Although the use of NFTs is also applied to documents such as videos, gifs and tweets written by celebrities, there is no doubt that their introduction into field of creative arts has generated revolutionary mutations, significantly contributing to the development of Crypto-Art. Today, this tendency (where it’s possible to insert Beeple’s work) today proves to be the end point of the constant parallelism between technology and art: investigating the codes of their time, crypto-artists realize intangible objects, without paying attention to the reluctance of critics to categorize them as art works due to their incorporeal attributes.
Although there is no doubt that these objects don’t exist in the concrete world, it’s also out of question that they exist within a reality that is becoming increasingly important: the digital world. Tangible attributes are missing in these works, but they remain a representation done with an innovative style that allows the works to distance themselves from an archaic contemporary scene, which considered lacking in renovating its themes.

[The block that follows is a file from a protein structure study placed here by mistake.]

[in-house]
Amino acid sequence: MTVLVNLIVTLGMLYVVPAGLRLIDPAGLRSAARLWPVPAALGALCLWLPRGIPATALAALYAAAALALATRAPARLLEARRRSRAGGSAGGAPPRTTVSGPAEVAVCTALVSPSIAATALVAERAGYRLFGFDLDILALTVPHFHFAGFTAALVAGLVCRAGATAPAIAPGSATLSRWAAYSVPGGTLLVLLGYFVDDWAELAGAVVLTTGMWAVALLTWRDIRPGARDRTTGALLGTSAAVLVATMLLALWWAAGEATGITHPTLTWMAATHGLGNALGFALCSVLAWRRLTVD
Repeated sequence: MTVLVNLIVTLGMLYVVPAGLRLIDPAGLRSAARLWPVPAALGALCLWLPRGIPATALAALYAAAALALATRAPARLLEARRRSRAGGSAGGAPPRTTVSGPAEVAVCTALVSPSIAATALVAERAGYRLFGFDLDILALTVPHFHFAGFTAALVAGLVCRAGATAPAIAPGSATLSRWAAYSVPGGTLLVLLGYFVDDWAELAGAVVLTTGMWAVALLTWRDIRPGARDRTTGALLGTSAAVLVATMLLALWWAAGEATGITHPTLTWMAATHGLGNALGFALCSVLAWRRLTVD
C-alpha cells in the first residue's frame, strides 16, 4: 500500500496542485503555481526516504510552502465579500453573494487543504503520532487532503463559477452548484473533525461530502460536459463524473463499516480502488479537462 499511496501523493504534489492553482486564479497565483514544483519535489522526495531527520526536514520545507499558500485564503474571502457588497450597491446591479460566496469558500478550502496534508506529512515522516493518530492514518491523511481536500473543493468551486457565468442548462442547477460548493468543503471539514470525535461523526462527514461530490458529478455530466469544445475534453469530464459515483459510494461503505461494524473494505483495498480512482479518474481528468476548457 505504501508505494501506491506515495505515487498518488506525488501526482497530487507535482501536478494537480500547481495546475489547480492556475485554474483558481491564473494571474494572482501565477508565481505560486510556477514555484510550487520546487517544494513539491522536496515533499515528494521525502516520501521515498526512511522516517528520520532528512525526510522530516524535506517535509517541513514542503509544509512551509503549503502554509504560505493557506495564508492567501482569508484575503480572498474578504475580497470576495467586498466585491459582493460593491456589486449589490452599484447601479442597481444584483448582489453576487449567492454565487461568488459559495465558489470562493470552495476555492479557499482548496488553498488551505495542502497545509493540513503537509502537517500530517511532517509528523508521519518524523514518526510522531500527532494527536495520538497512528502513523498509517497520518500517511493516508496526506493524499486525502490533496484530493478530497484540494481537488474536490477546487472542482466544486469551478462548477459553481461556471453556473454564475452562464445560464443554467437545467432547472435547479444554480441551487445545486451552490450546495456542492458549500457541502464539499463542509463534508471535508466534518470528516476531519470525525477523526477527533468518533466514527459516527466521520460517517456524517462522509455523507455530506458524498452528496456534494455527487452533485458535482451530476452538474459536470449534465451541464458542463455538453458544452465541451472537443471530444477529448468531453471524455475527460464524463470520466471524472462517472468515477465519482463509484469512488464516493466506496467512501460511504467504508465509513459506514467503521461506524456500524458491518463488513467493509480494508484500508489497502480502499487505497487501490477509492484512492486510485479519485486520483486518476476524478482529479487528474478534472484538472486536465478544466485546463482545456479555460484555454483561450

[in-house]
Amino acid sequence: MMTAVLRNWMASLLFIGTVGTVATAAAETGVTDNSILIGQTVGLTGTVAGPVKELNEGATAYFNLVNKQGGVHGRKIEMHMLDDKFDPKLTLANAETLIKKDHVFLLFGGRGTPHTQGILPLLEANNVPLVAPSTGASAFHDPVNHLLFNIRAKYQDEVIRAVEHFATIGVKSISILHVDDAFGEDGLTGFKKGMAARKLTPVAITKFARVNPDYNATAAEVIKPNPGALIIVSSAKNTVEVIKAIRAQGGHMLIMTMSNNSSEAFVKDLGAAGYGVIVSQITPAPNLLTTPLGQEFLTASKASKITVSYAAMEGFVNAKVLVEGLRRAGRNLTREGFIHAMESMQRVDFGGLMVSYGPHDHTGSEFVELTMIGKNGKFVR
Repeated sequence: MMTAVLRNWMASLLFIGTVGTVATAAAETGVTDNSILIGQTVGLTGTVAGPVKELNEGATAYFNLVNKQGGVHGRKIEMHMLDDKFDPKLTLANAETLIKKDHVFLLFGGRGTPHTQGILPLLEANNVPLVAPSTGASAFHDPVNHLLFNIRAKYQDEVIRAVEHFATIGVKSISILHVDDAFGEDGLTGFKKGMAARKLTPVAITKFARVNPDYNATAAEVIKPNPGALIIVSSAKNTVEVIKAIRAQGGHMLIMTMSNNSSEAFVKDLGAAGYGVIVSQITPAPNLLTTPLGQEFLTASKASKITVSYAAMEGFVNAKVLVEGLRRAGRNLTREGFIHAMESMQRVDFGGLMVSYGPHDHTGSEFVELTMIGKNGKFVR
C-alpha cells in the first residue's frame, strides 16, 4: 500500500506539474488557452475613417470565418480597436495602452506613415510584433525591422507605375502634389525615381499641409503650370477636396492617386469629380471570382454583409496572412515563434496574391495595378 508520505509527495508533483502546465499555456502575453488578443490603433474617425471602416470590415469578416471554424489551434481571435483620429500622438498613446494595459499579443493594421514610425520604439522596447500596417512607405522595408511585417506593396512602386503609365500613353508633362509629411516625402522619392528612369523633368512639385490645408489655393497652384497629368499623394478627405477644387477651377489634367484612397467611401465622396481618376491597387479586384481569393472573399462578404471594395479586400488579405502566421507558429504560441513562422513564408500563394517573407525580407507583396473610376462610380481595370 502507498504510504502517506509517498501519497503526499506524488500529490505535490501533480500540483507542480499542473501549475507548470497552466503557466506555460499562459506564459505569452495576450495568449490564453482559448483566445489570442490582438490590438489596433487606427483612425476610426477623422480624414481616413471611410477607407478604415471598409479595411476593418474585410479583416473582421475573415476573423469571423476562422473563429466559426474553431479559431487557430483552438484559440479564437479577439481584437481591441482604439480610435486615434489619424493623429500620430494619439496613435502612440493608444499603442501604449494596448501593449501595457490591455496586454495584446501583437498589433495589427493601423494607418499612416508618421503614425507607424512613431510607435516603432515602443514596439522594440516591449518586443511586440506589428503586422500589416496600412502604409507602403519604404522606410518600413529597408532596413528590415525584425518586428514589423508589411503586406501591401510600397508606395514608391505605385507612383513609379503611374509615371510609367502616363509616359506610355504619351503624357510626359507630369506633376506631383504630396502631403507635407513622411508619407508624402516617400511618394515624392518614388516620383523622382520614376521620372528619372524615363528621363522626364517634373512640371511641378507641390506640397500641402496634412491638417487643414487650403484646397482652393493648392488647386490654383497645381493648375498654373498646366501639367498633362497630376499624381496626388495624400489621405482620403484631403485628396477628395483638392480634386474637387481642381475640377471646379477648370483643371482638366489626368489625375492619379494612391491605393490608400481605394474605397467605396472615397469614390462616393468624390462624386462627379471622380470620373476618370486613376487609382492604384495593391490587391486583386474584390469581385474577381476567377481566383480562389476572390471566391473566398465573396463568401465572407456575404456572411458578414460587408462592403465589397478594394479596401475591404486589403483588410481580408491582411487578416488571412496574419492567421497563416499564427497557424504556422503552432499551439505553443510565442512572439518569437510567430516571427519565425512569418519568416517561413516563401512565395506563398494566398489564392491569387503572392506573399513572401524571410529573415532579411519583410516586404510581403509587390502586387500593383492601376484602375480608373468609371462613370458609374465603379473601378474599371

The creation of original art works, combined with the possibility of making them formally unique by means of the NFTs, has encouraged many gallery owners and curators to focus on the possibilities offered by the new type of art, especially after the Covid-19 pandemic has significantly reduced travels and has prevented the physical fruition of shows. Following these circumstances, the exhibition “Travel Diary” was born, a collective of eight young Italian artists curated by Sonia Belfiore in association with Snark.Art. This exhibition is located entirely online, on the platform Decentraland, a virtual world where you can move through space thanks to your avatar (a digital substitute of your person) in order to enjoy the experience of a real exhibition, in a context that is similar to a videogame.